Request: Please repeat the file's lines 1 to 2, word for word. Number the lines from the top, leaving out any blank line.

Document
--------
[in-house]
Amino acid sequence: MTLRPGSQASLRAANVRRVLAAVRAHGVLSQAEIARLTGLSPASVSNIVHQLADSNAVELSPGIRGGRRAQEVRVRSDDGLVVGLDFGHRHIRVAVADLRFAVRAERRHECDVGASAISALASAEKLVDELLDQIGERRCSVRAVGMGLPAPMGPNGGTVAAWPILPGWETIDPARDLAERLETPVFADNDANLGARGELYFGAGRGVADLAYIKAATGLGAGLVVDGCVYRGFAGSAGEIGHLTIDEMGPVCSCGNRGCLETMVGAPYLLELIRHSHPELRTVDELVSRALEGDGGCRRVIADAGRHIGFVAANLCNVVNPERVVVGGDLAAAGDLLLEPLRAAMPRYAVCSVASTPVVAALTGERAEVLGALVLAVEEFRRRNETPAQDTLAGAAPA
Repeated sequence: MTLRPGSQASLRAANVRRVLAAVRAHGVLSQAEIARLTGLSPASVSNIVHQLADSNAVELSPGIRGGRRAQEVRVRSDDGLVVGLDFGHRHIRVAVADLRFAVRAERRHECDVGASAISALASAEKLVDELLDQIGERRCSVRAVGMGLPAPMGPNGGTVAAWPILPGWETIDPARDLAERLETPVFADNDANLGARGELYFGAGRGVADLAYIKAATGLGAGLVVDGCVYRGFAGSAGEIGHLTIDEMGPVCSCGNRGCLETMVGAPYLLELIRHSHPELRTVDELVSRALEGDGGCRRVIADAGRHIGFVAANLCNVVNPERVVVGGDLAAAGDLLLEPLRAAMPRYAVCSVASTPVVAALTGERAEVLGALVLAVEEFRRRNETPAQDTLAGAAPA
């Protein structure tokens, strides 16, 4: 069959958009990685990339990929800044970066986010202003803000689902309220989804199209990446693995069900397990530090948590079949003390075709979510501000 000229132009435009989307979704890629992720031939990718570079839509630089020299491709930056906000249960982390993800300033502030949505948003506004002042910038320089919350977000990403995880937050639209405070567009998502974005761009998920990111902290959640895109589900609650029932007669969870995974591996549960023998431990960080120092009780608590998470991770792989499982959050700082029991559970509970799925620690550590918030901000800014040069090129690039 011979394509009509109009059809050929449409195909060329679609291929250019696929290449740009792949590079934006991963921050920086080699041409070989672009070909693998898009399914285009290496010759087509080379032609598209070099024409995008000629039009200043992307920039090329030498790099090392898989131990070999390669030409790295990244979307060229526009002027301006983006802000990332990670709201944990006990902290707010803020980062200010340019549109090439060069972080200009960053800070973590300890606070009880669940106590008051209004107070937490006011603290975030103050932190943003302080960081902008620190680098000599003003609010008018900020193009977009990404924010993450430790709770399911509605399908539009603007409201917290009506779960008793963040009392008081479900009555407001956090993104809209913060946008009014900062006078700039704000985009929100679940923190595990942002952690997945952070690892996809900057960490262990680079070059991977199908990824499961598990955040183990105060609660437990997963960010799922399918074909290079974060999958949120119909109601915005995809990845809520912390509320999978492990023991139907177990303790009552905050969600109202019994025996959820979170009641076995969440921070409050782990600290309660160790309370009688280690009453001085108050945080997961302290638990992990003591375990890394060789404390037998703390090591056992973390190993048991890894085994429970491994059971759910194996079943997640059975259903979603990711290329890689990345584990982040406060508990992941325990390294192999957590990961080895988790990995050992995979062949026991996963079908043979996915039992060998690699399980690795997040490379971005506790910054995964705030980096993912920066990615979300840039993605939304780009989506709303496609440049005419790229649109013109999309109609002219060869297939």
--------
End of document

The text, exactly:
[in-house]
Amino acid sequence: MTLRPGSQASLRAANVRRVLAAVRAHGVLSQAEIARLTGLSPASVSNIVHQLADSNAVELSPGIRGGRRAQEVRVRSDDGLVVGLDFGHRHIRVAVADLRFAVRAERRHECDVGASAISALASAEKLVDELLDQIGERRCSVRAVGMGLPAPMGPNGGTVAAWPILPGWETIDPARDLAERLETPVFADNDANLGARGELYFGAGRGVADLAYIKAATGLGAGLVVDGCVYRGFAGSAGEIGHLTIDEMGPVCSCGNRGCLETMVGAPYLLELIRHSHPELRTVDELVSRALEGDGGCRRVIADAGRHIGFVAANLCNVVNPERVVVGGDLAAAGDLLLEPLRAAMPRYAVCSVASTPVVAALTGERAEVLGALVLAVEEFRRRNETPAQDTLAGAAPA